Spain set to introduce new toll system on motorways and dual carriageways

Spain set to introduce new toll system on motorways and dual carriageways. Image: Grisha Bruev/Shutterstock.com

A NEW toll system on motorways and dual carriageways is reportedly in the works for Spain and will be introduced soon.

Spanish media outlets are reporting that drivers on motorways and dual carriageways, many of which until now have been free of charge, will have to pay a toll from 2024 under Spain’s new toll system.

The reason stated by the Spanish government is “to contribute to the development of a much more sustainable future, by regulating private vehicles in order to encourage the use of other forms of transport.”

Sergio Vázquez, Spain’s Secretary-General for Infrastructures, confirmed that “we are going to implement a charging system” but added that “it makes no sense for road maintenance to continue to be paid for with the taxes of all Spaniards who have more urgent needs such as social policies.”

The Spanish government is currently studying various possibilities of charging for all the country’s motorways in 2024, in exchange for receiving the European funds, valued at €70 billion.

However, there are said to be three cases in which users may be excluded from tolls for using motorways and dual carriageways in Spain:

  1. Journeys to and from work
  2. Journeys to and from school
  3. Journeys for medical reasons.

Some municipalities have already begun work on imposing tolls for heavy goods vehicles.

The Provincial Council of Guipúzcoa has established a pay-per-use system on the A-636; on the 15.5-kilometre stretch linking the municipalities of Beasain and Bergara. The toll will come into force in 2023.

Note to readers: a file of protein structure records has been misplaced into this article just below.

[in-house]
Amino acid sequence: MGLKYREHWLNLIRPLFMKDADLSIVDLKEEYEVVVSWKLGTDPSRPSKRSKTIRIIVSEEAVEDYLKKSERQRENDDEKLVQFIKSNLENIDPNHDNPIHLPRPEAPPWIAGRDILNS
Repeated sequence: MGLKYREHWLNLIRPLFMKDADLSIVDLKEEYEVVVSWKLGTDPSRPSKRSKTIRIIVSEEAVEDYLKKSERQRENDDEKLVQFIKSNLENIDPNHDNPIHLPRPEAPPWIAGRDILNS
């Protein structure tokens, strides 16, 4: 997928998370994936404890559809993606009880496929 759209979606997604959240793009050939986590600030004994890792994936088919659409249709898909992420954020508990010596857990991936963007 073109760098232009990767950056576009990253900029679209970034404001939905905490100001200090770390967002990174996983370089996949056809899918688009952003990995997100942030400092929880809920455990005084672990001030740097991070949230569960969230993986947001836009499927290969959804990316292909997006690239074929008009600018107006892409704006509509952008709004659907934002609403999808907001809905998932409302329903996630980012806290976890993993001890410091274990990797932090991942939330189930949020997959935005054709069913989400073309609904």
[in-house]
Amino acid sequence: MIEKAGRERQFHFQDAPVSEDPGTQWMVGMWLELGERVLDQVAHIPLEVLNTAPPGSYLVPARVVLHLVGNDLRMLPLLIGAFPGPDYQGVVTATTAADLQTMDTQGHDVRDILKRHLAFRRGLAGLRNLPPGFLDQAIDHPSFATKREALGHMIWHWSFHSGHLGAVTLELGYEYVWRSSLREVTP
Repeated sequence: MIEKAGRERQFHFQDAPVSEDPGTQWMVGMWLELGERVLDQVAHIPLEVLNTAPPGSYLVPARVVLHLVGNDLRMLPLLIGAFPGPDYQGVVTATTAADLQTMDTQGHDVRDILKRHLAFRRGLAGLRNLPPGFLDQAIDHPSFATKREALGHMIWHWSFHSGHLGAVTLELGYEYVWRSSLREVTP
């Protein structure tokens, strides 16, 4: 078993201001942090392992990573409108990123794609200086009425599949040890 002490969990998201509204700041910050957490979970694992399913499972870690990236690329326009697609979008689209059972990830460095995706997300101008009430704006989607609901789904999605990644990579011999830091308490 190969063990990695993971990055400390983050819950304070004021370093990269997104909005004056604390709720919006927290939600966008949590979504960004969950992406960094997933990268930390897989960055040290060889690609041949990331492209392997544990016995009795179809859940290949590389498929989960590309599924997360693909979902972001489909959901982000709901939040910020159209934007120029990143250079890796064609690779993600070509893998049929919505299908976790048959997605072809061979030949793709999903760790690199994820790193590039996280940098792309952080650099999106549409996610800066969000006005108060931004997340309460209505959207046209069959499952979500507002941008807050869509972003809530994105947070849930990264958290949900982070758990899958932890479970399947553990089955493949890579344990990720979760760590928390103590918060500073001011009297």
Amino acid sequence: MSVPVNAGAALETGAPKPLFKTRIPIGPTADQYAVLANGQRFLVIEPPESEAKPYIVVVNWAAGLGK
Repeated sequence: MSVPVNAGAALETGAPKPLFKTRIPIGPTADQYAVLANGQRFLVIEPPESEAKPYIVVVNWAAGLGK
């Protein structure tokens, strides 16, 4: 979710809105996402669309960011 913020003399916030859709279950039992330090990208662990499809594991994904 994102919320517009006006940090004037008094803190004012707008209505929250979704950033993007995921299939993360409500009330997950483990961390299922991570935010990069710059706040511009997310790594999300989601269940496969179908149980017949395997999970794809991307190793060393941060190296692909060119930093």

The Vizcaya Provincial Council has also approved a provincial regulation that will allow the introduction of a toll for lorries on 101 kilometres of five roads in the province.

The new tolls will start operating at the end of the year on the BI-625 and the N-240, while the rest will be added progressively in 2023.

To date, only vehicles over 3.5 tonnes will have to pay.

Spain’s road network is 24,466 kilometres long, of which 12,000 are high-capacity roads.


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Written by

Matthew Roscoe

Originally from the UK, Matthew is based on the Costa Blanca and is a web reporter for The Euro Weekly News covering international and Spanish national news. Got a news story you want to share? Then get in touch at [email protected]

Comments


    • Algoz

      29 September 2022 • 18:11

      Fantastic news! As if we’re not being screwed enough already……

      Reply
    • Judy Blackman

      29 September 2022 • 21:05

      what about where there us no public transport like in rural galicia?

      Reply
      • Rudolphski

        30 September 2022 • 11:06

        electric scooter or similar.

        Reply

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